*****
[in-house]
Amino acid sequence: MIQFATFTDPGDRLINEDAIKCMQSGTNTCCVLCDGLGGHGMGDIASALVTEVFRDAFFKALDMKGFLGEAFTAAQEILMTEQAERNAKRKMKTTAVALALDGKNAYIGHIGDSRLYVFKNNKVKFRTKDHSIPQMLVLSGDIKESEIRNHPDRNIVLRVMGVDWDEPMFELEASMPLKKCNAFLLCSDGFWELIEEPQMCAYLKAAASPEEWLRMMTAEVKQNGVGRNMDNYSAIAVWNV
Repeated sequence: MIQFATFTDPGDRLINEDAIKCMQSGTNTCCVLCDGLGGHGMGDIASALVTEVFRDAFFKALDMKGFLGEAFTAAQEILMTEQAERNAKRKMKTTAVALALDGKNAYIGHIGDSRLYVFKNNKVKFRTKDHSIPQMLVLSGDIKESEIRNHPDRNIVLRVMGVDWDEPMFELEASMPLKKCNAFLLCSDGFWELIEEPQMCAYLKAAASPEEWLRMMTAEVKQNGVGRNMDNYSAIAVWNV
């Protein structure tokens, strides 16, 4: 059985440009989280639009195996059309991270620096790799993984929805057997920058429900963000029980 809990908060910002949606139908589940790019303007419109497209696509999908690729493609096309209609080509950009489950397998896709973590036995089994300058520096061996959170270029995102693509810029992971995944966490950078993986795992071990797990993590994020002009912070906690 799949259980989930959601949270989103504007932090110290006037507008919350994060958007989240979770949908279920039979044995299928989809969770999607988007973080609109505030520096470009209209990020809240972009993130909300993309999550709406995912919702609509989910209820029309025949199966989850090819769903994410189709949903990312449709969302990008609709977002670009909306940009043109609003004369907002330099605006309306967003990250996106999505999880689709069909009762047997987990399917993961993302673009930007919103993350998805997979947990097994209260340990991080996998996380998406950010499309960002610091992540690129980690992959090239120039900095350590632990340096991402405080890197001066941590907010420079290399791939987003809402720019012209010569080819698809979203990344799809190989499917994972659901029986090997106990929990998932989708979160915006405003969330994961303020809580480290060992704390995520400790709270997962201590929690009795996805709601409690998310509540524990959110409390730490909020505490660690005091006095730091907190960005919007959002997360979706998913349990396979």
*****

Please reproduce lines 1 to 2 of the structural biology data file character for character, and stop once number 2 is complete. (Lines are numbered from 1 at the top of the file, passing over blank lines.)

[in-house]
Amino acid sequence: MIQFATFTDPGDRLINEDAIKCMQSGTNTCCVLCDGLGGHGMGDIASALVTEVFRDAFFKALDMKGFLGEAFTAAQEILMTEQAERNAKRKMKTTAVALALDGKNAYIGHIGDSRLYVFKNNKVKFRTKDHSIPQMLVLSGDIKESEIRNHPDRNIVLRVMGVDWDEPMFELEASMPLKKCNAFLLCSDGFWELIEEPQMCAYLKAAASPEEWLRMMTAEVKQNGVGRNMDNYSAIAVWNV